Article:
After listening to the program, I decided to purchase and read Needleman's book, The American Soul: Rediscovering the Wisdom of the Founders. I'm even entertaining the possibility of using this thoughtful book as a Valley Book Club selection this fall. Some deeper reflection about American history, values, beliefs, and principles will surely be a welcome counterbalance to the flood of soundbites and polarized propaganda we'll all be drowning in this fall.
From Krista Tippett's Journal for that program:It's easy to forget, especially around U.S. Independence Day, how much trial and error went into the creation of American democracy, how much of what Americans now take for granted wasn't fully formed for decades after 1776.
The warm and wise philosopher Jacob Needleman looked back at the American founders with this in mind for his book The American Soul. He took apart the ingredients that grew up our democracy. And he found that every iconic institution, every political value, had "inward work" of conscience behind it. Every hard-won right had a corresponding responsibility.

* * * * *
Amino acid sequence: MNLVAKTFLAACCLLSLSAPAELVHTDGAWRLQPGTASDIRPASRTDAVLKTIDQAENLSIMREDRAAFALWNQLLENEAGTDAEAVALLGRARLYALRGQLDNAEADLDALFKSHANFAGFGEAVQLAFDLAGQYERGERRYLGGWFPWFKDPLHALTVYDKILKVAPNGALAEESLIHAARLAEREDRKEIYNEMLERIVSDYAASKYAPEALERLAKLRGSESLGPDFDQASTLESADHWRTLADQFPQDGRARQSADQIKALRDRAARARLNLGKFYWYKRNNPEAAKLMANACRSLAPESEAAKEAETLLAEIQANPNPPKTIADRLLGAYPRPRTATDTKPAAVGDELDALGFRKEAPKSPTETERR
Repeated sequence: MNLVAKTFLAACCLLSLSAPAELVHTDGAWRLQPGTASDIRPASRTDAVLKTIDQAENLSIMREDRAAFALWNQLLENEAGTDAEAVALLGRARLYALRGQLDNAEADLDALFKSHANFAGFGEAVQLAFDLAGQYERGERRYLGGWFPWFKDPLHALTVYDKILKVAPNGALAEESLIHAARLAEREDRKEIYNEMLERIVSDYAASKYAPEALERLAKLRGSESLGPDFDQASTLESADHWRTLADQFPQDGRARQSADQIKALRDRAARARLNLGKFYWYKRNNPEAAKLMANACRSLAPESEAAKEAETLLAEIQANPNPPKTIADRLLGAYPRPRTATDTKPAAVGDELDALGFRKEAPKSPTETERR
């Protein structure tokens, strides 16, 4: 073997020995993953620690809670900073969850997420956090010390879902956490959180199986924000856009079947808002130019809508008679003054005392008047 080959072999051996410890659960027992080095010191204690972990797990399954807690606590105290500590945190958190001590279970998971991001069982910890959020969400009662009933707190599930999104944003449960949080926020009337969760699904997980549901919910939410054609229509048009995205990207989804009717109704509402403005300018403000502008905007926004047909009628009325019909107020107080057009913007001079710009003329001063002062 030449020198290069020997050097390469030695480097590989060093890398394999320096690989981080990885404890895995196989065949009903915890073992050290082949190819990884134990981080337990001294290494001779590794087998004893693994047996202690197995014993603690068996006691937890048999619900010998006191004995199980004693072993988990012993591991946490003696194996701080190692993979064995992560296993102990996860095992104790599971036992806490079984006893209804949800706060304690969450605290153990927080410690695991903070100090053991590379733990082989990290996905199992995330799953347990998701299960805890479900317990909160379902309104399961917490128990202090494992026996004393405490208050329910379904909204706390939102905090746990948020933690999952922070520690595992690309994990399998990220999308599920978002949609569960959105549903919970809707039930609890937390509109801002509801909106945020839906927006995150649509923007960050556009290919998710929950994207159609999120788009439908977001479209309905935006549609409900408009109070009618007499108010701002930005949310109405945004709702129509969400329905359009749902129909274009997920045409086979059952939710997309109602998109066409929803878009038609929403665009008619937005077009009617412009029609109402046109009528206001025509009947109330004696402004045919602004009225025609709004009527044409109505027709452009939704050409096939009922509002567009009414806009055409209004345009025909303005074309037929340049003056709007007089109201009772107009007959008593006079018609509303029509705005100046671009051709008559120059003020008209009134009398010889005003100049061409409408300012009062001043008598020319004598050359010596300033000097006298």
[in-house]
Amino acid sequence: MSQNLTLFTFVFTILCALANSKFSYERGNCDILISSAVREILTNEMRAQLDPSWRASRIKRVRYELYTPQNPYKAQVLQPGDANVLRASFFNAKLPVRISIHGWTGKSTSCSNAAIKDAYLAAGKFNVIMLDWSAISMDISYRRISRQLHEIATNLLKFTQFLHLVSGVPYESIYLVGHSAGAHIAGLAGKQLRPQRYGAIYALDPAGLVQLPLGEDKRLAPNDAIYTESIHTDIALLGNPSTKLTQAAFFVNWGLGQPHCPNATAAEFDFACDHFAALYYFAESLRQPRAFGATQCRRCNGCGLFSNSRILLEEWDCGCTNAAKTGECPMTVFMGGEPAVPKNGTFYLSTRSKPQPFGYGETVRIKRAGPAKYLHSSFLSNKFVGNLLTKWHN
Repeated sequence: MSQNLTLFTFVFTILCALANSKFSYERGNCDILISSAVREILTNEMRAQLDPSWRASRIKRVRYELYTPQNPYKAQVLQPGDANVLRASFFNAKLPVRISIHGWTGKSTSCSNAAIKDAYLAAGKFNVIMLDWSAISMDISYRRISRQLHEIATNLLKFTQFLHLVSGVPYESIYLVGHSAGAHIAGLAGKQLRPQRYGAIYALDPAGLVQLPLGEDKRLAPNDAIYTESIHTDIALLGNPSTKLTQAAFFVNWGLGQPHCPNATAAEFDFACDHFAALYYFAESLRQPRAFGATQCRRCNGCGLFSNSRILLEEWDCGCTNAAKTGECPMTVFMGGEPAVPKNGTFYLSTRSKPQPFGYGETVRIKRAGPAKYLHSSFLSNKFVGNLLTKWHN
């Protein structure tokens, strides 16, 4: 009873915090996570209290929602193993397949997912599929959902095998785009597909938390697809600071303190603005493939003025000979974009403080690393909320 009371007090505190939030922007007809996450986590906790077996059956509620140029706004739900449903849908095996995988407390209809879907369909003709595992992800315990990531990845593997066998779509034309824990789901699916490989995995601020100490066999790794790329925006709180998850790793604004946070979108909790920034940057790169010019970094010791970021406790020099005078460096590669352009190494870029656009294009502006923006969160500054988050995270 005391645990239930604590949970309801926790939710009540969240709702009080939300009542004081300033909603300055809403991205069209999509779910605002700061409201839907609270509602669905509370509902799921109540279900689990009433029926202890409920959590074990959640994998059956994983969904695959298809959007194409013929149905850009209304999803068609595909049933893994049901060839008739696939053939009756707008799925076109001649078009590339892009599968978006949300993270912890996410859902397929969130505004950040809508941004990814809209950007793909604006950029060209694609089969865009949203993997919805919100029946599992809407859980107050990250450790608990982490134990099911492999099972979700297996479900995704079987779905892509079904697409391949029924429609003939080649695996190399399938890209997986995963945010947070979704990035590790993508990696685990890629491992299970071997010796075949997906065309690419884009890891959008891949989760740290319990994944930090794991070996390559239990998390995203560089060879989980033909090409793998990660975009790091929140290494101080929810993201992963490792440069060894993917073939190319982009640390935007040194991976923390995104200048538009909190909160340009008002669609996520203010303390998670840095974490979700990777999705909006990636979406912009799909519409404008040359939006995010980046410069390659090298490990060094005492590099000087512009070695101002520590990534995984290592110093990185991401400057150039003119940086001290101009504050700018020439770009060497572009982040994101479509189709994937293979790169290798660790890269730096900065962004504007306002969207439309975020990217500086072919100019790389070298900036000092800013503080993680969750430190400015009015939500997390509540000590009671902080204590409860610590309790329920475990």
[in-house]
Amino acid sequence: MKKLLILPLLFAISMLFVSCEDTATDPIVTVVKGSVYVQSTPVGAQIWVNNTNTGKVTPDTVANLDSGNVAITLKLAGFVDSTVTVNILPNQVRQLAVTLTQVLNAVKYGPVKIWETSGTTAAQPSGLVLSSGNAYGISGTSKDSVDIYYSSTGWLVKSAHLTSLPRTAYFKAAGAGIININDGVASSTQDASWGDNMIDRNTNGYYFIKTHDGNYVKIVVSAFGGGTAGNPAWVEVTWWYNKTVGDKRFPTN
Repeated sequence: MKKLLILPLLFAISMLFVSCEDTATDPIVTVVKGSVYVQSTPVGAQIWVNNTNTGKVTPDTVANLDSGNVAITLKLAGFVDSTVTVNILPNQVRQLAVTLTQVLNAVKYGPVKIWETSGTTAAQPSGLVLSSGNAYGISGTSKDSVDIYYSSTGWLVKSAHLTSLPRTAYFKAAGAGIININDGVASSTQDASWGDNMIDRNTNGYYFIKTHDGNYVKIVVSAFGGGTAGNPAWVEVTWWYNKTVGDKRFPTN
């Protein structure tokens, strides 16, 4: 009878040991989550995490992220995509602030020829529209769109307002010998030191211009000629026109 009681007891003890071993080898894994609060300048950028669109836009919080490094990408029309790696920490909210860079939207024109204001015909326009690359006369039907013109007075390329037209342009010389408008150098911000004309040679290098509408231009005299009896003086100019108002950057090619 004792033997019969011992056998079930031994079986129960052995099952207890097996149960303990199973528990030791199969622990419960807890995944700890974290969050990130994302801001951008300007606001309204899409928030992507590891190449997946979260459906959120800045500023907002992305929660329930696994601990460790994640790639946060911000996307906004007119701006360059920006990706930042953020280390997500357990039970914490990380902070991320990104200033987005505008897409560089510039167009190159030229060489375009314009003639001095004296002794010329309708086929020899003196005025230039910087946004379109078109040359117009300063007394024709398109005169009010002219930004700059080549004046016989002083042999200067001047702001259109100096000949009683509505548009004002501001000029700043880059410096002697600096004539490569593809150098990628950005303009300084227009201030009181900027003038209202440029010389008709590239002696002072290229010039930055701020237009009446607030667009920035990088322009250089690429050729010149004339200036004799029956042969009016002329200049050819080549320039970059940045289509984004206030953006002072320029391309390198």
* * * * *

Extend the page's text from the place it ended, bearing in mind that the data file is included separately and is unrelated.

Author: Jacob Needleman
Publisher: Tarcher (2003)
Binding: Paperback, 400 pages
From Krita Tippett's Book Recommendation:This is a lovely book, rich in history and ideas. I knew immediately when I read it that I wanted to interview Jacob Needleman. What makes this work sing is the passion Needleman brings to his loftiest thoughts — such as his unique exploration of the "mystical" bent in American history, via the Quakers and early Utopians.
I read with a sense of discovery, heightened by the way in which Needleman's own sense of surprise never flags. "I was astonished and strangely joyous," he writes in the book's opening chapter, "when I finally turned directly to studying the history of America and found almost everywhere that the men and women who carved out the ideals of America were driven by the same transcendent questions that had always been my own as well. I began to see that for many of these men and women America meant the struggle for conditions of life under which these ultimate questions could be freely pursued."